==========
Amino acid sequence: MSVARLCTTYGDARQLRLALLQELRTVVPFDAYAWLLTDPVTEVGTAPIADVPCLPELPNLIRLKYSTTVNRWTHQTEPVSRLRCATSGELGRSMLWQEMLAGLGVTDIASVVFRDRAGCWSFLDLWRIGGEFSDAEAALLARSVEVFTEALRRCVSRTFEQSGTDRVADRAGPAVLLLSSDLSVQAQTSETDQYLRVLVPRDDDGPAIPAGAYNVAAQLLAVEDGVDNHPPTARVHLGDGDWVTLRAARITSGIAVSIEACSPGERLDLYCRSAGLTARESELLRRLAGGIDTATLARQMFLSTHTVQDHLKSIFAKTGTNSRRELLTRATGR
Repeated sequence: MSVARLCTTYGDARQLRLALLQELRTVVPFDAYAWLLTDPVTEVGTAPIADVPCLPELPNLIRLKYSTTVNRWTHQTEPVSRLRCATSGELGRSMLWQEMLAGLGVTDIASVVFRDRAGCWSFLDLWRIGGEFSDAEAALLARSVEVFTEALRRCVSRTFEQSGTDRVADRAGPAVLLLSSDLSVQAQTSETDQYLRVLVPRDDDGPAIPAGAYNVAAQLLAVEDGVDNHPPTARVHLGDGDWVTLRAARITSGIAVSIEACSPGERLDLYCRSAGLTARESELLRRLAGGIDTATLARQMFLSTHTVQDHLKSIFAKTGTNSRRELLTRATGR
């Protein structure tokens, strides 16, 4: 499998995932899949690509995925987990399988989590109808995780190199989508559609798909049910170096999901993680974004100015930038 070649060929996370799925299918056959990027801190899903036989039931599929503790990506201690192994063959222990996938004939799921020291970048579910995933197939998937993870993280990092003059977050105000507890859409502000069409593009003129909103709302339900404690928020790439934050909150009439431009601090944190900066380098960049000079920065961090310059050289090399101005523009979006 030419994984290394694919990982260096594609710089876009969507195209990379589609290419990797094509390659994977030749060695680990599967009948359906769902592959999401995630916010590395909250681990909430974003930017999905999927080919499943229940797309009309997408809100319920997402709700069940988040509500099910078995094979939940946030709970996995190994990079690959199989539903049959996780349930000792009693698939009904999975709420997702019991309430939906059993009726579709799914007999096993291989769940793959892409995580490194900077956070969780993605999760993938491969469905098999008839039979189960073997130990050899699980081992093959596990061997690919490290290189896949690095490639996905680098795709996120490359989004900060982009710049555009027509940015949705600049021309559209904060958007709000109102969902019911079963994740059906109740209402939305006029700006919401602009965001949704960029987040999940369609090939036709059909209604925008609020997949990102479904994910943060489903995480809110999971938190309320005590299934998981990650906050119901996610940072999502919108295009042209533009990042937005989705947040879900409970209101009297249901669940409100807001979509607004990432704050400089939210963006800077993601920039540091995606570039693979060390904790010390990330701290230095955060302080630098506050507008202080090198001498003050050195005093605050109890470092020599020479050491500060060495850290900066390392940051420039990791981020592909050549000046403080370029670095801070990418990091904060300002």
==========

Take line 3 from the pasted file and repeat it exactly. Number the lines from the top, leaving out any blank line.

């Protein structure tokens, strides 16, 4: 499998995932899949690509995925987990399988989590109808995780190199989508559609798909049910170096999901993680974004100015930038 070649060929996370799925299918056959990027801190899903036989039931599929503790990506201690192994063959222990996938004939799921020291970048579910995933197939998937993870993280990092003059977050105000507890859409502000069409593009003129909103709302339900404690928020790439934050909150009439431009601090944190900066380098960049000079920065961090310059050289090399101005523009979006 030419994984290394694919990982260096594609710089876009969507195209990379589609290419990797094509390659994977030749060695680990599967009948359906769902592959999401995630916010590395909250681990909430974003930017999905999927080919499943229940797309009309997408809100319920997402709700069940988040509500099910078995094979939940946030709970996995190994990079690959199989539903049959996780349930000792009693698939009904999975709420997702019991309430939906059993009726579709799914007999096993291989769940793959892409995580490194900077956070969780993605999760993938491969469905098999008839039979189960073997130990050899699980081992093959596990061997690919490290290189896949690095490639996905680098795709996120490359989004900060982009710049555009027509940015949705600049021309559209904060958007709000109102969902019911079963994740059906109740209402939305006029700006919401602009965001949704960029987040999940369609090939036709059909209604925008609020997949990102479904994910943060489903995480809110999971938190309320005590299934998981990650906050119901996610940072999502919108295009042209533009990042937005989705947040879900409970209101009297249901669940409100807001979509607004990432704050400089939210963006800077993601920039540091995606570039693979060390904790010390990330701290230095955060302080630098506050507008202080090198001498003050050195005093605050109890470092020599020479050491500060060495850290900066390392940051420039990791981020592909050549000046403080370029670095801070990418990091904060300002």